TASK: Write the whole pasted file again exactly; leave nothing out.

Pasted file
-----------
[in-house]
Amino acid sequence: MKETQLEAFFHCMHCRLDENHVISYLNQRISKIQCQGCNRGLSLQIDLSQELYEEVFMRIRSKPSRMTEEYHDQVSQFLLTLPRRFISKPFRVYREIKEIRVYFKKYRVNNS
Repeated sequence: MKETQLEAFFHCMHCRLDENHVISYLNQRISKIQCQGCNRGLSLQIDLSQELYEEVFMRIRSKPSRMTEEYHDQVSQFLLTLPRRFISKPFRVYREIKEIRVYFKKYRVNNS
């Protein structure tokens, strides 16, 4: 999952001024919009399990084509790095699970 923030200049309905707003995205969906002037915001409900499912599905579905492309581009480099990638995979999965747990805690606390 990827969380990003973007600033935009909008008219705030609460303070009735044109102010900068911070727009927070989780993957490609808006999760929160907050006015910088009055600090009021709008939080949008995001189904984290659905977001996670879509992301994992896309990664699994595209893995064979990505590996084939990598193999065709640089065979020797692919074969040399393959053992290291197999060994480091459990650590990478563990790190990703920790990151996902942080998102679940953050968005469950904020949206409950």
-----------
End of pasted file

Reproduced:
[in-house]
Amino acid sequence: MKETQLEAFFHCMHCRLDENHVISYLNQRISKIQCQGCNRGLSLQIDLSQELYEEVFMRIRSKPSRMTEEYHDQVSQFLLTLPRRFISKPFRVYREIKEIRVYFKKYRVNNS
Repeated sequence: MKETQLEAFFHCMHCRLDENHVISYLNQRISKIQCQGCNRGLSLQIDLSQELYEEVFMRIRSKPSRMTEEYHDQVSQFLLTLPRRFISKPFRVYREIKEIRVYFKKYRVNNS
């Protein structure tokens, strides 16, 4: 999952001024919009399990084509790095699970 923030200049309905707003995205969906002037915001409900499912599905579905492309581009480099990638995979999965747990805690606390 990827969380990003973007600033935009909008008219705030609460303070009735044109102010900068911070727009927070989780993957490609808006999760929160907050006015910088009055600090009021709008939080949008995001189904984290659905977001996670879509992301994992896309990664699994595209893995064979990505590996084939990598193999065709640089065979020797692919074969040399393959053992290291197999060994480091459990650590990478563990790190990703920790990151996902942080998102679940953050968005469950904020949206409950």